• Number of AF patients being treated with anti-coagulation drug therapy or an anti-platelet therapy

There are a number of indicators derived from the GP Patient Survey, including:

  • The proportion of respondents to the GP patient survey who stated that in the reception area other patients can’t overhear;
  • The proportion of respondents to the GP patient survey who stated that they always or almost always see or speak to the GP they prefer;
  • The proportion of respondents to the GP patient survey who  described the overall experience of their GP surgery as fairly good or very good.

The CQC has already placed preliminary intelligent monitoring data for this year on a map, which shows 80% of practices are of low risk.

However, there are large swathes of blank data in Somerset where the CCG has dropped the QOF in favour of a local quality scheme - a scenario that is likely to become increasingly common under NHS England’s plans for CCGs to be able to drop the national QOF as part of its co-commissioning primary care proposals.

Dr Richard Vautrey, deputy chair of the GPC, said that these were ‘simplistic’ judgements.

He said: ‘The art of general practice isn’t reflected within these very simplistic and bald statements, but also to provide this level of detail and information without any context on the practice from which it came from. There’s no link about what type of patients a particular practice provides services too. What funding levels they receive compared to other practices, the challenges practices face from premises, or support from community team.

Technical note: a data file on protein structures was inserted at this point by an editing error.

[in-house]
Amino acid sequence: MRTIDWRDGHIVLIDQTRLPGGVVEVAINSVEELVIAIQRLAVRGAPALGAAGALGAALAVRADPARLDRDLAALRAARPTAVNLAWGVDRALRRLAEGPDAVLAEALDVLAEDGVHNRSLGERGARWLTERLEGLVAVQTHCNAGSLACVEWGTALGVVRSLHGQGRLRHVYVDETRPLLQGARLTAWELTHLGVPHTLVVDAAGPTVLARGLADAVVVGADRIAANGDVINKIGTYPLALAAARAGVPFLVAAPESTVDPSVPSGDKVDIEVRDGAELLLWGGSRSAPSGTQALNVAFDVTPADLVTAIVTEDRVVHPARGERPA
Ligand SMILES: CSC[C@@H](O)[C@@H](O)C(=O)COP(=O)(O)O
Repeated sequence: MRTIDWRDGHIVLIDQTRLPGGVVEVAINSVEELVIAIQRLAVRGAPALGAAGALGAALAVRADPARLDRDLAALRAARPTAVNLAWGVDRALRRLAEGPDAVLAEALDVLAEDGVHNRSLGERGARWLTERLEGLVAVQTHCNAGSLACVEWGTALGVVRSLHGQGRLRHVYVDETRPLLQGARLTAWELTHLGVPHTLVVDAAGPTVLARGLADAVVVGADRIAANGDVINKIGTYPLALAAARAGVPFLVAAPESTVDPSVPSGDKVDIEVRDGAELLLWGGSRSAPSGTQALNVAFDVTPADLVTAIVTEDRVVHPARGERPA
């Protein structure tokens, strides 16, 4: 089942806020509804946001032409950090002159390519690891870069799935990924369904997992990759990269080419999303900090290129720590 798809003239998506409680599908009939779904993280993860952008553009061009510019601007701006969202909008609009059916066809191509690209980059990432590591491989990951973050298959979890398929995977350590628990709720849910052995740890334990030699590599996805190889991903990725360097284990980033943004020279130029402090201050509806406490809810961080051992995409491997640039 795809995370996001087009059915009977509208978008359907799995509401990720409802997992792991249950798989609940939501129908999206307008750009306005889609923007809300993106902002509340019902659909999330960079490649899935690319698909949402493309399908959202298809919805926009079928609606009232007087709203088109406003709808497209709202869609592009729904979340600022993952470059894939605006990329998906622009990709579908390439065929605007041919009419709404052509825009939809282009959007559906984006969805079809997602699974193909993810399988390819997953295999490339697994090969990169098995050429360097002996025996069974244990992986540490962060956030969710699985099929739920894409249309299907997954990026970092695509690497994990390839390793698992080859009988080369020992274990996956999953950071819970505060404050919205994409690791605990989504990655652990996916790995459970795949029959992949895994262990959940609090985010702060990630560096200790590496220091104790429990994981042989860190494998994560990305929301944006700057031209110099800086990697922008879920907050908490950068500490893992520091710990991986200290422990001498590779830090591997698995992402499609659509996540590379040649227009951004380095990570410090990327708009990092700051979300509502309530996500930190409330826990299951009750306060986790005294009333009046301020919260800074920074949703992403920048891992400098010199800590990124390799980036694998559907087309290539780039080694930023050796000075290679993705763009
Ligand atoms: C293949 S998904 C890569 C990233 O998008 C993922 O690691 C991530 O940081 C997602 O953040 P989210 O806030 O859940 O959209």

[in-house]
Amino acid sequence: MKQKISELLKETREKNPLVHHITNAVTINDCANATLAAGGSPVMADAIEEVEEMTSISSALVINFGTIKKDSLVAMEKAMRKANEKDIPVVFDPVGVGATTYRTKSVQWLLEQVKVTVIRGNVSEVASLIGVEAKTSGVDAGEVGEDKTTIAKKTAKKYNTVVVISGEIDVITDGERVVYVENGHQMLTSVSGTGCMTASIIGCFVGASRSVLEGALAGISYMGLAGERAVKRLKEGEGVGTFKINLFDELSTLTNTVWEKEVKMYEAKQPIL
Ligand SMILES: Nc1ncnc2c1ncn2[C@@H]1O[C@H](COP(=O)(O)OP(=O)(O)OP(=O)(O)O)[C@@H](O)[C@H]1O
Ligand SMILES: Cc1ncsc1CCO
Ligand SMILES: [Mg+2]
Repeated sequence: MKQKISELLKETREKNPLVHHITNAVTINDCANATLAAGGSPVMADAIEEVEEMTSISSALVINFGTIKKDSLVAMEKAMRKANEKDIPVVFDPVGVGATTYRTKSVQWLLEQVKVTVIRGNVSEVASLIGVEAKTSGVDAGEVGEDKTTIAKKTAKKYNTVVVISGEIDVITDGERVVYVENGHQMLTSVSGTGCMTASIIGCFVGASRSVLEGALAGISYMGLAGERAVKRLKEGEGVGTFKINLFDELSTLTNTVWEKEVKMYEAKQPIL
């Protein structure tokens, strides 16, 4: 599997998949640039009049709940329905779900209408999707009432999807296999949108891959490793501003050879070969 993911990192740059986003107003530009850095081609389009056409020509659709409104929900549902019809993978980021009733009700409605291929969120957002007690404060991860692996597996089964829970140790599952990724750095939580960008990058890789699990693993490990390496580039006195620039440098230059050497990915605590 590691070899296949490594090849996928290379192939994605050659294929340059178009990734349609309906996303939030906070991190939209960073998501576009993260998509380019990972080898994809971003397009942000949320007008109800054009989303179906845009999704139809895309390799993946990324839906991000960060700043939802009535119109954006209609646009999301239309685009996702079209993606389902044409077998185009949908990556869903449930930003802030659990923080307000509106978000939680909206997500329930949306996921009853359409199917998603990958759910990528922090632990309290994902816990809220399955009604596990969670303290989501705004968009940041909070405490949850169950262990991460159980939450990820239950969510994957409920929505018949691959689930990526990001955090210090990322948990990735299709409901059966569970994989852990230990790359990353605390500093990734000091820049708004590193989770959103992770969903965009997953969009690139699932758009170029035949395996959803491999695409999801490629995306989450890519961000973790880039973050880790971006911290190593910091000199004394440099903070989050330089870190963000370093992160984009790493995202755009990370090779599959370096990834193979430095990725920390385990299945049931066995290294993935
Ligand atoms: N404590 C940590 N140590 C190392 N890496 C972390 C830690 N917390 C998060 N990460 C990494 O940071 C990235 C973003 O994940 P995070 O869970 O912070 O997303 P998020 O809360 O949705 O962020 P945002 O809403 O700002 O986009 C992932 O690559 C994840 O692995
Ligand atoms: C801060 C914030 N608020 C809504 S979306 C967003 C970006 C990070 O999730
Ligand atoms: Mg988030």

‘They’re becoming more and more sticks to beat general practices with, and more and more targets – when we’ve seen the dangers of a target culture in mid-Staffs, and the consequences of organisations simply focusing on performance management targets, and there’s a risk of this happening to practices as well.  

He added that GPs are ‘performance managed in an incredible way’.

Dr Vautrey said: ‘As soon as you start traffic lighting things, you’re making a judgement, and the intention of providing more information is not necessarily to make judgements on the basis of those indicators. The judgement comes when you’ve had your CQC assessment yourself - not these very simplistic summarising.’

Dr Peter Swinyard, chair of the Family Doctor Association, said that his practice was ‘at risk’ for factors they had little control over.

He said: ‘Apparently my practice is on Band 2 purely due to ACR tests missing, some people who won’t have their smears and because we don’t seem to have recorded multidisciplinary case meetings for palliative care - because we had no-one on the palliative care register in that period.’